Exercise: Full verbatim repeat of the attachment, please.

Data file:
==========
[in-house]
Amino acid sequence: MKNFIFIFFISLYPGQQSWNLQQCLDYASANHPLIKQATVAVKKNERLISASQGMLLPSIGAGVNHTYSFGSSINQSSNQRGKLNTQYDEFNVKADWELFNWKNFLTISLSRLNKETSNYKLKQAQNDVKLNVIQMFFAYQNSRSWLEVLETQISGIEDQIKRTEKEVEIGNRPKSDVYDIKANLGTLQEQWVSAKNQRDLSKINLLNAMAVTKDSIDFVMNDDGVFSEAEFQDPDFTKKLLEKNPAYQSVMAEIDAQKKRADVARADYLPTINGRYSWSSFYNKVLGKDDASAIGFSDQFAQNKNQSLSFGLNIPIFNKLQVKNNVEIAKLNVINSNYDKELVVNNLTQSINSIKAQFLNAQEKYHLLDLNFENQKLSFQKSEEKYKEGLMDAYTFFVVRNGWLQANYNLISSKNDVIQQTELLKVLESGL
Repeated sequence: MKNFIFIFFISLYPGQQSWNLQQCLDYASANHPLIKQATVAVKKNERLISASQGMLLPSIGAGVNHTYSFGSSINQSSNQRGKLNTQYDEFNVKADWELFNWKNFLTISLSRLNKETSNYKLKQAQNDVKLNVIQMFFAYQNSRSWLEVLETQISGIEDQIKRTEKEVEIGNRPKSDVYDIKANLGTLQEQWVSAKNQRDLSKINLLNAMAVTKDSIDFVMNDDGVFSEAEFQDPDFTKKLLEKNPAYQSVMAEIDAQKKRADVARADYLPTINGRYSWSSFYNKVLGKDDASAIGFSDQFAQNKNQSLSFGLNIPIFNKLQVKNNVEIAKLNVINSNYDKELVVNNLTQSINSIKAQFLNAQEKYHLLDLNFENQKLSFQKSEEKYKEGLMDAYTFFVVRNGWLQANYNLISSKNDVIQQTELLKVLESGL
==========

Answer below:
[in-house]
Amino acid sequence: MKNFIFIFFISLYPGQQSWNLQQCLDYASANHPLIKQATVAVKKNERLISASQGMLLPSIGAGVNHTYSFGSSINQSSNQRGKLNTQYDEFNVKADWELFNWKNFLTISLSRLNKETSNYKLKQAQNDVKLNVIQMFFAYQNSRSWLEVLETQISGIEDQIKRTEKEVEIGNRPKSDVYDIKANLGTLQEQWVSAKNQRDLSKINLLNAMAVTKDSIDFVMNDDGVFSEAEFQDPDFTKKLLEKNPAYQSVMAEIDAQKKRADVARADYLPTINGRYSWSSFYNKVLGKDDASAIGFSDQFAQNKNQSLSFGLNIPIFNKLQVKNNVEIAKLNVINSNYDKELVVNNLTQSINSIKAQFLNAQEKYHLLDLNFENQKLSFQKSEEKYKEGLMDAYTFFVVRNGWLQANYNLISSKNDVIQQTELLKVLESGL
Repeated sequence: MKNFIFIFFISLYPGQQSWNLQQCLDYASANHPLIKQATVAVKKNERLISASQGMLLPSIGAGVNHTYSFGSSINQSSNQRGKLNTQYDEFNVKADWELFNWKNFLTISLSRLNKETSNYKLKQAQNDVKLNVIQMFFAYQNSRSWLEVLETQISGIEDQIKRTEKEVEIGNRPKSDVYDIKANLGTLQEQWVSAKNQRDLSKINLLNAMAVTKDSIDFVMNDDGVFSEAEFQDPDFTKKLLEKNPAYQSVMAEIDAQKKRADVARADYLPTINGRYSWSSFYNKVLGKDDASAIGFSDQFAQNKNQSLSFGLNIPIFNKLQVKNNVEIAKLNVINSNYDKELVVNNLTQSINSIKAQFLNAQEKYHLLDLNFENQKLSFQKSEEKYKEGLMDAYTFFVVRNGWLQANYNLISSKNDVIQQTELLKVLESGL